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Santa Fe

Harwood Museum of Art

Exhibition Detail
Solo Show
238 Ledoux Street
Taos, New Mexico 87571


February 9th, 2013 - May 5th, 2013
Opening: 
February 9th, 2013 10:00 AM - 5:00 PM
 
work in progress, Deborah Rael BuckleyDeborah Rael Buckley, work in progress
© Courtesy of the artist and the Harwood Museum of Art
> QUICK FACTS
WEBSITE:  
http://www.harwoodmuseum.org/
NEIGHBORHOOD:  
Taos
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info@harwoodmuseum.com
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Tuesday - Saturday 10am - 5pm, Sunday 12pm - 5pm
TAGS:  
installation
> DESCRIPTION

The Curator’s Wall is reserved for imagination and the creative process. Deborah Rael-Buckley has responded to this challenge by creating an installation based on the dimensions of this wall, keeping in mind the impact on the viewer.

In 2010 Rael-Buckley stated, “As a child I loved playing with clay and all things muddy, waiting for it to rain so I could dam up the flowing water in the gutters and sail leaves… waiting for the thin leftover silt at the bottom of the gutter to dry and curl up at the edges. I would try and lift the thin clay chips up carefully so as not to break them and try to save the largest pieces I could and balance them on each other higher and higher until the weight of them forced the whole thing to crumble. Those are my first memories of working in clay. Now I am 57 years old and I am a sculptor.”

As stated on Rael-Buckley's web site, the artist " . . . was born in New Mexico in 1953, but she did not begin taking courses in art history at the University of New Mexico in Albuquerque until 1987. She transferred to the University of Illinois -Chicago, where she was awarded the McNee Foundation Award, and took a degree with honors in the history of art and architecture in 1994, graduating Phi Beta Kappa. After a move to Milwaukee, Wisconsin she began taking several introductory courses in studio arts and uncovered a profound interest in ceramics and sculpture: she transferred to the Peck School of the Arts at the University of Wisconsin, Milwaukee. In 1996 she took a three month course of study abroad in Cortona, Italy, concentrating on bronze casting and ceramic sculpture. In 2000 she was awarded her MFA by UW-M, along the way being awarded the Layton Special Achievement Award, the Advanced Opportunity Program Fellowship and the Layton Graduate Fellowship.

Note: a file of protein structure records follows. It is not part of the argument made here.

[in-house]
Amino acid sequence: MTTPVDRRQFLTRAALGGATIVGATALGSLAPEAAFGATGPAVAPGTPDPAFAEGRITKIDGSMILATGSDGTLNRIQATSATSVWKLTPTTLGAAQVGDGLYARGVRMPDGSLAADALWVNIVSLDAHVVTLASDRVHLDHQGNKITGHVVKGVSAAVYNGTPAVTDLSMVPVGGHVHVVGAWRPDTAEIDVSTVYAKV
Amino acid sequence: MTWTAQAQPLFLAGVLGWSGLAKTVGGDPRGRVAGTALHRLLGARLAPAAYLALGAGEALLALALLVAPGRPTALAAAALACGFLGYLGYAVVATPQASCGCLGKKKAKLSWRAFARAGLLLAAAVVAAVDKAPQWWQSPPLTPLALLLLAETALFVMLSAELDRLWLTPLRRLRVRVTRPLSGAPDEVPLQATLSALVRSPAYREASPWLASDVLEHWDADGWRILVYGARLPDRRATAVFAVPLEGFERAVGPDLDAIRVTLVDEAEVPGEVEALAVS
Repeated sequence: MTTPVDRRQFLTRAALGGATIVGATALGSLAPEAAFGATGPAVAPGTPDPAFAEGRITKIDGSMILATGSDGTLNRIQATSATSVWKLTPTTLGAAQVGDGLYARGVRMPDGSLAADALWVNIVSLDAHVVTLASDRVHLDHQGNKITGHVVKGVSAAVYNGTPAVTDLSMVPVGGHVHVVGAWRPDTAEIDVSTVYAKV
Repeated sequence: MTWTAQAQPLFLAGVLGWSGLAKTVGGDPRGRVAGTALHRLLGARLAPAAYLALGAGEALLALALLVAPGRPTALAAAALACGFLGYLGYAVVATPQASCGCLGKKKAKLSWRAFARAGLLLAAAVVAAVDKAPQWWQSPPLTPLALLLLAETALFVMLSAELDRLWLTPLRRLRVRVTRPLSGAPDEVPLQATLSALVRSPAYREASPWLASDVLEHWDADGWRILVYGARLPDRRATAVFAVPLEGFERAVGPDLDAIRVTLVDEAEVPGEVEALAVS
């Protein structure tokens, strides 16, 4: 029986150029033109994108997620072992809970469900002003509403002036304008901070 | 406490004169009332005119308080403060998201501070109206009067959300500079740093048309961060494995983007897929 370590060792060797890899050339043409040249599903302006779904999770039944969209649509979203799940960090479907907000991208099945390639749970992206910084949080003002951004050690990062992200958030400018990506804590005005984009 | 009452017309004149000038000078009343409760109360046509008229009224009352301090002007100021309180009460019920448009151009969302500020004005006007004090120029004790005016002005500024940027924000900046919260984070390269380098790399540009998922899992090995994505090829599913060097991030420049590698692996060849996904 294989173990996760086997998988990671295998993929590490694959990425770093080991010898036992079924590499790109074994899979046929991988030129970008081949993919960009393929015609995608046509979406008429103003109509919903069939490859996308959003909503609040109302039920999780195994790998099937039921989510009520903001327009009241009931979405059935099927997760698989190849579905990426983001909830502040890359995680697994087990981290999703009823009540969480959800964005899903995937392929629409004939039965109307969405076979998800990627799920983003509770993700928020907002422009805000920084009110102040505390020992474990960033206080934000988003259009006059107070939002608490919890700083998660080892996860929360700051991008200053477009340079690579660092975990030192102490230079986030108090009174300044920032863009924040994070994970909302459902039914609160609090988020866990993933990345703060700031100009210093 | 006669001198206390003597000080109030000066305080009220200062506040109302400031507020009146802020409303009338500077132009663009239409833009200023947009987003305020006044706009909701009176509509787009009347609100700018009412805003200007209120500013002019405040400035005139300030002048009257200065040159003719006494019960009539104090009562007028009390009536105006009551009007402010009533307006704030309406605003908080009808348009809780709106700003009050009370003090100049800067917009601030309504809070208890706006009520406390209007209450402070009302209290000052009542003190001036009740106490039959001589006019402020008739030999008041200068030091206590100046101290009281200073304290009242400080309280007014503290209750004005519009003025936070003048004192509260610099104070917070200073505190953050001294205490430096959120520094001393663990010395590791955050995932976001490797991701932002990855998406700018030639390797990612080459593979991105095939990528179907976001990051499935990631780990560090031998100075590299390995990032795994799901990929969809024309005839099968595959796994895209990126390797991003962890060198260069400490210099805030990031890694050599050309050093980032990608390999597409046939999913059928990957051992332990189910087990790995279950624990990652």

From 1998 until 2001 Rael-Buckley taught ceramics and ceramics history at the Peck School for the Arts at UW-M. Rael-Buckley has exhibited nationally and internationally, most recently in Brussels, Belgium where she lived and worked for two years. While in Brussels she exhibited at Galerie 94 and had her work published in Ceramica 02: A Guide to Belgian Ceramics (Editions Armature Uitvegerij, 2002). Other publications include numerous articles in Ceramics Monthly, Santa Fean Magazine, American Art Collector, Tempo Magazine, Hispanic Magazine, Southwest Art Magazine and Ceramics Art and Perception. She returned to New Mexico in 2003 after being away for nearly 13 years. She participated in her first Contemporary Hispanic Market in 2005, where she was awarded Best of Show and Best of Ceramics for her sculpture entitled Visitation. The State of New Mexico purchased that piece, which is now permanently installed at the Tony Anaya Building in Santa Fe. Her piece entitled Rosas sin Espinas was chosen to be exhibited with Originals, 2007, an exhibition at the Millicent Rogers Museum in Taos, NM, sponsored by New Mexico Women in the Arts. Recently Rael-Buckley received a purchase award grant from the Peter and Madeline Martin Foundation.

Rael-Buckley's works are in national and international collections, including the State of New Mexico, the Sara and David Lieberman Collection of Contemporary Ceramics and the Sandy and Diane Besser Collection of Contemporary American Ceramics. Her work can also be seen in the permanent collections of the National Museum of Mexican Art in Chicago, Illinois, the State of New Mexico, Santa Fe, and the National Hispanic Cultural Center Museum, Albuquerque. Rael-Buckley lives and works in Taos, NM, where she has her studio. Her work can be seen at Blue Rain Gallery in Santa Fe, New Mexico, and privately in her studio.


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